five questions with eric and terry fan

This is the third installment in our new series, Five Questions.  Today we're interviewing Eric and Terry Fan, brothers and illustrators of The Night Gardener.  I hope you all enjoy getting to know the people behind the book and the "story behind the story" as much as I have.  

What inspired The Night Gardener?

About eight years ago when I was primarily doing t-shirt design, I did a design called Lonely Planet that featured a topiary owl:

Terry liked the image and we decided to do a collaboration together based on it called "The Night Gardener."

It was a stand-alone image, but even at the time we thought there might be a story around that image, but we really didn't give it a lot of thought until many years later when our agent, Kirsten Hall, saw our work online and asked if we wanted representation. She had just started her new agency Catbird Productions, which represented artists in the children's book field. She asked us if we had any story ideas for a book, and the drawing we had done of the man shaping a tree into an owl came to mind.

When we started thinking of the story to build around that image, our dad became the primary inspiration for the character of the Night Gardener himself. Our dad is a philosophy professor, but is also a parrot-breeder, a skilled potter, a bee keeper, and most of all has a special love of nature and trees. He retired back to Taiwan fifteen years ago, but growing up in Toronto our house was always filled with plants, trees, and various bonsai. I think he missed the lush greenery of Taiwan in Toronto, and compensated by turning our house into something of a jungle. There was even a parrot flying free, and a hummingbird named Woodstock that he had rescued, along with a tame chickadee named head-a-hopper who was true to his name since he would fly from one person’s head to another.

Previous to this, Terry had done the cover and chapter illustrations for a book called Rooftoppers by Katherine Rundell (Simon & Schuster). Lizzy Bromley was the art director for Rooftoppers, so when Kirsten pitched The Night Gardener, she decided to approach Lizzy and also editor Christian Trimmer. Luckily for us they loved it and the rest is history. 


What was it like collaborating with your brother on the art in The Night Gardener?

The question we probably get asked more than any other is "how do you two work together?" For us it seemed quite natural since we've worked collaboratively on many projects since we were kids. Our first collaboration was actually a picture book we made when we were very young called Many Years Ago. It was a book about dinosaurs, naturally. Terry and I did the drawings and our mom did the text and put the book together for us. We also decorated our bedroom walls with drawings of fish and whales to turn it into an undersea world, and we spent hours creating imaginary worlds that we drew maps for and planned down to the last detail. So working on The Night Gardener was part of that continuum. As far as the actual process of the book, sometimes we worked on the same drawing together, and other times we'd complete separate elements independently. Our illustrations are done partly in a digital environment, so that gave us the flexibility to marry different elements of a drawing into a composite whole, using Photoshop.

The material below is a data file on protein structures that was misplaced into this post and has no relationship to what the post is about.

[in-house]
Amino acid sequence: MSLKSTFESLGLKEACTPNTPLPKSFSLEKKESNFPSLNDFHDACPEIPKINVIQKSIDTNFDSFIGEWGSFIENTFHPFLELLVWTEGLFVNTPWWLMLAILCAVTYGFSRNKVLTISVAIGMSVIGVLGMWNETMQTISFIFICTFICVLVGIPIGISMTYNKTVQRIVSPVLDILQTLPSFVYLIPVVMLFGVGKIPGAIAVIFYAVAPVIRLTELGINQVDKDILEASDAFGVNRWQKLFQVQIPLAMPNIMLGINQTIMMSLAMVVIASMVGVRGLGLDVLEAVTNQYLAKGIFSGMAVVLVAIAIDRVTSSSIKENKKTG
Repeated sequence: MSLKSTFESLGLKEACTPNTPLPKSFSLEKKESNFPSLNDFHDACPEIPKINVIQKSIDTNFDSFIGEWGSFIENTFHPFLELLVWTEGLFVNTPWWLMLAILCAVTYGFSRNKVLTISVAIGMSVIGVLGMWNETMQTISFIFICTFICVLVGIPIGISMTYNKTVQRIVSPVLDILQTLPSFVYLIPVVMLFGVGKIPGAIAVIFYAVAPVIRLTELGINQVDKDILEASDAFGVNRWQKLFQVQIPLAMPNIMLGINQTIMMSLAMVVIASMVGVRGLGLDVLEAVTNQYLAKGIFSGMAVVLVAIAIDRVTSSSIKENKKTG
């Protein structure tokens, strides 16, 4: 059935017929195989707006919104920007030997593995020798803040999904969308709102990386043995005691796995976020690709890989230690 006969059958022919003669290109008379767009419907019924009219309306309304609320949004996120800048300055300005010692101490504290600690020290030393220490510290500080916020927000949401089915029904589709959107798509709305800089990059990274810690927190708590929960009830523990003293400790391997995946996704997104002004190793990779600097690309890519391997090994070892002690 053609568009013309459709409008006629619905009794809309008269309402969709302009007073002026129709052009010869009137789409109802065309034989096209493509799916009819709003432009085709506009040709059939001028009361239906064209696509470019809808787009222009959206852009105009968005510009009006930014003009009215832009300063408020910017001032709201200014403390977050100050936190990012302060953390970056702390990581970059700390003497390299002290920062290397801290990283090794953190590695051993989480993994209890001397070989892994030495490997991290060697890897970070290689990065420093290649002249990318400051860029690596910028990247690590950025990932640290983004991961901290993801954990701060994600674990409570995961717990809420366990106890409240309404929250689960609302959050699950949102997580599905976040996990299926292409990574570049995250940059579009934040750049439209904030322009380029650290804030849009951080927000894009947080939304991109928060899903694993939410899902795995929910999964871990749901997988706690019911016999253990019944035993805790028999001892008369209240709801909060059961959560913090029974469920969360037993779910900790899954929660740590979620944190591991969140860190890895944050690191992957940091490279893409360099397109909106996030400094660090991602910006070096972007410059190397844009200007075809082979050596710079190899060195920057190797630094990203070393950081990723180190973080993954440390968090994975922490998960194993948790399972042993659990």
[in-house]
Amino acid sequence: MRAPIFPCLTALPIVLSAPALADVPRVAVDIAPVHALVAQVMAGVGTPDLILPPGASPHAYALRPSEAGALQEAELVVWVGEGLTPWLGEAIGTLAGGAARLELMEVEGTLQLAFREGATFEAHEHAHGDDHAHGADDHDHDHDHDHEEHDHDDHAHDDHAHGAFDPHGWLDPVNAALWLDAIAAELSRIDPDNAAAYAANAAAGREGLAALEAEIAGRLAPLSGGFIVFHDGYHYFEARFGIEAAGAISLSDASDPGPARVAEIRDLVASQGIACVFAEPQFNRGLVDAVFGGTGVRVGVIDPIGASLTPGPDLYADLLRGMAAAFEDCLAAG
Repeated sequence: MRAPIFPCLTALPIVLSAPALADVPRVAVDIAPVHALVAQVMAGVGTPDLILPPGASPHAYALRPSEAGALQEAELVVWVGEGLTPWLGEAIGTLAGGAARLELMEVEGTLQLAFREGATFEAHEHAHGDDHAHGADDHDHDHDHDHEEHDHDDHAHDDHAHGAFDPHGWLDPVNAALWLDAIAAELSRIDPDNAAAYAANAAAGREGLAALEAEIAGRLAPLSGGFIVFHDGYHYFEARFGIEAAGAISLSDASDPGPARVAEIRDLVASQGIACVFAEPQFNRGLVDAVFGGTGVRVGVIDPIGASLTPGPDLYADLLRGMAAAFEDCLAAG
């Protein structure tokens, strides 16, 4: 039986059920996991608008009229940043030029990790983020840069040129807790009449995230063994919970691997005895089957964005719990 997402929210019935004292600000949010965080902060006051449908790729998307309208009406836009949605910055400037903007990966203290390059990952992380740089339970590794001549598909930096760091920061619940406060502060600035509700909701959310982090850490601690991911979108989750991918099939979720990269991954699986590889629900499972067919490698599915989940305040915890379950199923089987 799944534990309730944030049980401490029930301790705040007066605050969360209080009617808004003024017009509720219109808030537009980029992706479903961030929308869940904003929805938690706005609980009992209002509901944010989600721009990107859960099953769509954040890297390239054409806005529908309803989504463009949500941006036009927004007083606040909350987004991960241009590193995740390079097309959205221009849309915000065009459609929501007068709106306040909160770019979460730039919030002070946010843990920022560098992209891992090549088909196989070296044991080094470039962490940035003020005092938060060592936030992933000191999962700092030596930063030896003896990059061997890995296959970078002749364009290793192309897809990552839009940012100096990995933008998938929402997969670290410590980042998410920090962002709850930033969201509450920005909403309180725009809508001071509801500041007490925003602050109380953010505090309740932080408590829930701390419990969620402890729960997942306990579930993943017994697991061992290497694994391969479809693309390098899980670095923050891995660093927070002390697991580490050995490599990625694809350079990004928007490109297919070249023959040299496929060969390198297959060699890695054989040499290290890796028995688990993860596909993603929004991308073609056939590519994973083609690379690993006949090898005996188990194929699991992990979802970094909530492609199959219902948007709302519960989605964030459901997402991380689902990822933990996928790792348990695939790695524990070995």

Can you tell us a bit about your new book The Darkest Dark and how you came up with the art for the story? 

The story is about Chris Hadfield, and how he overcame his fear of the dark, and what inspired him to become an astronaut. The story comes from his childhood, based on actual events (seeing the moon landing in 1969 while at his cottage on Stag Island) so we wanted to get the environment right and have a certain level of verisimilitude. Luckily the Hadfields were incredibly generous and invited us up to their family cottage on Stag Island, which has changed very little over the years. It was a great source of inspiration and reference. We saw his childhood bedroom, the neighbour's cottage where he actually watched the moon landing, even little details like the dinner bell his parents used to call the family to the dinner table. Chris also took us flying one day in a four-seat Cirrus, and I got to pilot the plane for ten minutes, much to Terry's horror. 

After gathering all the pertinent reference, and talking to Chris about his childhood, it was then a process of integrating the autobiographical details with the imaginative elements of the story, and finding a way to visualize a boy's fear of the dark in a tangible way.


Any new books or projects in the works?

Right now we're working on a wonderful book called The Antlered Ship, by Dashka Slater. It's being published in the Fall of 2017 by Beach Lane Books, an imprint of Simon & Schuster. After that we have our next book with Simon & Schuster that we wrote ourselves called Ocean Meets Sky.


Thank you, Eric and Terry, for stopping by to chat with us.  We're looking forward to The Darkest Dark!